“Iran has followed President Mahmoud Ahmadinejad’s recent letter to President Bush with explicit requests for direct talks on its nuclear program,” marking a “profound change” away from Iran’s long-held “taboo against contact with Washington.” In the U.S., “government experts have exerted mounting pressure on the Bush administration to reply to the letter,” without success.
Despite Homeland Security Secretary Chertoff’s assertion that the U.S. is “much more prepared as a nation than we have ever been to confront a major hurricane,” problems remain as hurricane season approaches. “Hundreds of thousands of displaced victims from last year’s hurricanes [are] still living in more than 100,000 trailers,” efforts to effectively track supplies are “uncoordinated,” and “FEMA’s hurricane operations plan is unfinished.”
The American Civil Liberties Union (A.C.L.U.), a longtime champion of free speech, may block free speech by its board. The group is weighing new standards that state “a director may publicly disagree with an A.C.L.U. policy position, but may not criticize the A.C.L.U. board or staff.” One former board member said of the proposal: “I can’t think of anything more contrary to the reason the A.C.L.U. exists.”
“Nobody is being tortured at Guantanamo Bay,” State Department spokesman Sean McCormack told reporters yesterday, part of a “counter-attack against Amnesty International.” The group’s latest annual report found that U.S. policies are undermining human rights around the globe.
“The headlong, American-backed effort to arm tens of thousands of Iraqi soldiers and officers,” the New York Times reports, “coupled with a failure to curb a nearly equal number of militia gunmen, has created a galaxy of armed groups, each with its own loyalty and agenda, which are accelerating the country’s slide into chaos.”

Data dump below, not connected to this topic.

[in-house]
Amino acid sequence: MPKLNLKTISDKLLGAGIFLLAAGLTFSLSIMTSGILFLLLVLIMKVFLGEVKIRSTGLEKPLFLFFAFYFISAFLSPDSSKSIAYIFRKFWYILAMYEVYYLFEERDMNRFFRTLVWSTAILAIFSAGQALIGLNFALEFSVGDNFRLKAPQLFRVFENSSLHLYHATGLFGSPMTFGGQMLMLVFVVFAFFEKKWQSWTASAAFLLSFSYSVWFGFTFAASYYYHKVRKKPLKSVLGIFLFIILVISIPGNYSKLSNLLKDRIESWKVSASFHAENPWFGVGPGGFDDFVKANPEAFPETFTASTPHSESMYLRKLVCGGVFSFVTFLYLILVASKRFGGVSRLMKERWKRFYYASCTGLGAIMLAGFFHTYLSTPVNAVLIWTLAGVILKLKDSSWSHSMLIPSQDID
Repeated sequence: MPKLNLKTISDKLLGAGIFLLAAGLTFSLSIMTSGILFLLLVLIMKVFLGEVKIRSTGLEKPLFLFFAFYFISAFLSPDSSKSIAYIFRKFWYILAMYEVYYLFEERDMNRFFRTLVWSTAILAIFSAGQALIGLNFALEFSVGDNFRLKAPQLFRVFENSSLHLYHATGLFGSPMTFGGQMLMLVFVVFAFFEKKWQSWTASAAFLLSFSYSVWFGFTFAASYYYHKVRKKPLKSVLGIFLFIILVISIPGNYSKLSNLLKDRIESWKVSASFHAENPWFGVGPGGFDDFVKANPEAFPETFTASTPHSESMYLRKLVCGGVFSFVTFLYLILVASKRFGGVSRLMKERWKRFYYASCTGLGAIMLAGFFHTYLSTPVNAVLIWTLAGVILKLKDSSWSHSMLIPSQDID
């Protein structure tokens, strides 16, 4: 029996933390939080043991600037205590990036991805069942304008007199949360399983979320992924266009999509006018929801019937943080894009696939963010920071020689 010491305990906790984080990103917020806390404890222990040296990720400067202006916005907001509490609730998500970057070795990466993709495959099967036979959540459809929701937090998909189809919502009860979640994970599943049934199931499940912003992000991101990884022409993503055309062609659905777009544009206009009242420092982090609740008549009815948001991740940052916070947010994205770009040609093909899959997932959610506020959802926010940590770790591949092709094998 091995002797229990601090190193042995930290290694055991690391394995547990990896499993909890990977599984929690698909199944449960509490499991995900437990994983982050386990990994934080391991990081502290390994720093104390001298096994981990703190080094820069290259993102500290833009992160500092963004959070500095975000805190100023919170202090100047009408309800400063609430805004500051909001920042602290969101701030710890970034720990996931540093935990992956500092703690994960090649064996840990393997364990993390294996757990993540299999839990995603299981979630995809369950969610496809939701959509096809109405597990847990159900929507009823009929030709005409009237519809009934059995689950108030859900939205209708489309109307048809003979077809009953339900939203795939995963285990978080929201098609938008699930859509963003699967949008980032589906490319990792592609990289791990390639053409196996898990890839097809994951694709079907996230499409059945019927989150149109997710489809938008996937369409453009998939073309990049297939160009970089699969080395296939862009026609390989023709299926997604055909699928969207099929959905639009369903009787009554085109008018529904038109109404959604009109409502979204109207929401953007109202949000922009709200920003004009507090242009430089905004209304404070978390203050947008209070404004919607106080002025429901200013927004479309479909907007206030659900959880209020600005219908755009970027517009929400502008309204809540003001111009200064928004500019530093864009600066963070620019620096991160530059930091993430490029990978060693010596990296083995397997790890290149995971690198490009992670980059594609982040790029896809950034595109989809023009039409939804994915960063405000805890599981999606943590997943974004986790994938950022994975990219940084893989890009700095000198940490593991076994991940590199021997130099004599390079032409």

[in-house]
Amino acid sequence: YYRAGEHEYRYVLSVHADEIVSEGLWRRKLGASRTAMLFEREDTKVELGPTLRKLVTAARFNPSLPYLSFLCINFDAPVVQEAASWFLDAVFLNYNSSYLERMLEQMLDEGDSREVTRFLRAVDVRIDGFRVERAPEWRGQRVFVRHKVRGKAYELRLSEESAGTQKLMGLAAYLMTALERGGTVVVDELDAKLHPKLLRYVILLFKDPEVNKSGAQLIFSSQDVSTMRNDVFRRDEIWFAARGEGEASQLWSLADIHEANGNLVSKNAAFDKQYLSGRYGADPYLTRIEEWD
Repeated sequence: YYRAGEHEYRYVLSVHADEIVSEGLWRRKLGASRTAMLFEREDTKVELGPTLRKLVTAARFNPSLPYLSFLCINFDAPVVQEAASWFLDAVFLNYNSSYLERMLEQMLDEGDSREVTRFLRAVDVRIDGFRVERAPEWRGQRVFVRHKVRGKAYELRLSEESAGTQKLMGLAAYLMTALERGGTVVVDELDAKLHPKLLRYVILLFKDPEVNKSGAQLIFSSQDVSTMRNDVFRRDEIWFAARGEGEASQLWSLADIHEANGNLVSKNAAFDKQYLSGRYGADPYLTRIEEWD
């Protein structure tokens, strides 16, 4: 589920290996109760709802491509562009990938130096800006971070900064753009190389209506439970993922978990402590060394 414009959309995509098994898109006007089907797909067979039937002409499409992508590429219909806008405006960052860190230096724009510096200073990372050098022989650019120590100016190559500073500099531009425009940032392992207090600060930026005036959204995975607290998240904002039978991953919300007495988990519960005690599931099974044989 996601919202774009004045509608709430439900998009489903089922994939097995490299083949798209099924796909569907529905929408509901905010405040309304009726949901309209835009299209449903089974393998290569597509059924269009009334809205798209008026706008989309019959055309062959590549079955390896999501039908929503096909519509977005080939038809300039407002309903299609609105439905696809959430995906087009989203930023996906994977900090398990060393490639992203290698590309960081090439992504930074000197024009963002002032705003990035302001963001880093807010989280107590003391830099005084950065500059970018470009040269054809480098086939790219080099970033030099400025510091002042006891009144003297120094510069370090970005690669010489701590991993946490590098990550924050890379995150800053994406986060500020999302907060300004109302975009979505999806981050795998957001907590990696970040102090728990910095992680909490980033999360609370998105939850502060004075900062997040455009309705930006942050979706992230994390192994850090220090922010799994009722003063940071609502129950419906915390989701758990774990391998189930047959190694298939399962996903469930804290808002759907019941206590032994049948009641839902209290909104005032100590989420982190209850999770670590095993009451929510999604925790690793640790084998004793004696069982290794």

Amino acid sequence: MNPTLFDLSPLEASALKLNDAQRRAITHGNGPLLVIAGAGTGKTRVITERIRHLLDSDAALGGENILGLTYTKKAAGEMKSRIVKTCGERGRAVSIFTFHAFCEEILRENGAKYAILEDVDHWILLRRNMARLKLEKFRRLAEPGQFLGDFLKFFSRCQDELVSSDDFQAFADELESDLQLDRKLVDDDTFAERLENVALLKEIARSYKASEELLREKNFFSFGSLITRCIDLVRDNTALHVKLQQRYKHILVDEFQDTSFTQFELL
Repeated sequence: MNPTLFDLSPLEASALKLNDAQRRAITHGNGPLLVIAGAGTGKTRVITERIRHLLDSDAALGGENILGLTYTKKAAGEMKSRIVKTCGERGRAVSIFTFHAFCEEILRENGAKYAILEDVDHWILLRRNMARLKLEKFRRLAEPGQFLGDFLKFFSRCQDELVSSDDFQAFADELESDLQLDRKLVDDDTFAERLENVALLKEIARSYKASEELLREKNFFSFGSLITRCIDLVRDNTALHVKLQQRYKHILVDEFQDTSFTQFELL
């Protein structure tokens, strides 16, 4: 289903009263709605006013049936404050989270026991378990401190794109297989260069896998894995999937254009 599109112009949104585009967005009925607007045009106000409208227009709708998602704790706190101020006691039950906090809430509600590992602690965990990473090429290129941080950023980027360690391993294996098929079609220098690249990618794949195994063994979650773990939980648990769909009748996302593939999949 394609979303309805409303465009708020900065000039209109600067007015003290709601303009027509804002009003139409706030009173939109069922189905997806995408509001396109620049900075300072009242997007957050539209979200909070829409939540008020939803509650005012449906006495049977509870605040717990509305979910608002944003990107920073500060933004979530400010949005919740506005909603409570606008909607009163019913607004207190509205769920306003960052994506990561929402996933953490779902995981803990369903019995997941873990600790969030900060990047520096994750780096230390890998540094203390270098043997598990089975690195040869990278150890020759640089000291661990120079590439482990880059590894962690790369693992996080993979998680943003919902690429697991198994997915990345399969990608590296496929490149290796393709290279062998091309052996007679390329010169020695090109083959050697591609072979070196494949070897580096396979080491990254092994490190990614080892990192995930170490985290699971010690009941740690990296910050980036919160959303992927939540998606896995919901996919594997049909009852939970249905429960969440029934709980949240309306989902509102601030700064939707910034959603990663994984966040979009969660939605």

Meanwhile, the U.N. Assistance Mission in Iraq issued a human rights update yesterday that found “execution-style killings“¦ have increased during a surge of sectarian violence.” “Baghdad’s main morgue – which handles only the remains of victims of violent or suspicious deaths, not including bombing victims – issued 1,155 death certificates in April.”
The African Union, which at times has resisted having U.N. peacekeeping troops sent to curb the genocidal violence in Darfur, suggested yesterday U.N. forces should be sent “within two months to bolster a peace accord and prevent the humanitarian crisis from worsening.” (For that to happen, Sudan’s government must first approve the decision.)
Trial begins today for David Safavian, formerly the Bush administration’s top procurement official. Safavian “is charged in a five-count indictment with making false statements to Senate and GSA investigators looking into his relationship with Abramoff.
And finally: Senate Majority Leader Bill Frist has been performing heart surgery on the National Zoo’s gorillas. The Washington Post sets the post-surgery mood: “At 9:30 a.m., Frist opened the Senate, gripping the corners of the lectern, as he had the operating table. Across the city, rolling in a bed of hay, Kuja opened his eyes and grunted. The gorilla kept touching his tongue to his tooth. Something had changed inside of the beast while he slept. Frist smiled and spoke unremarkably from the lectern, reeking of silverback testosterone.”
What did we miss? Let us know in the comments section.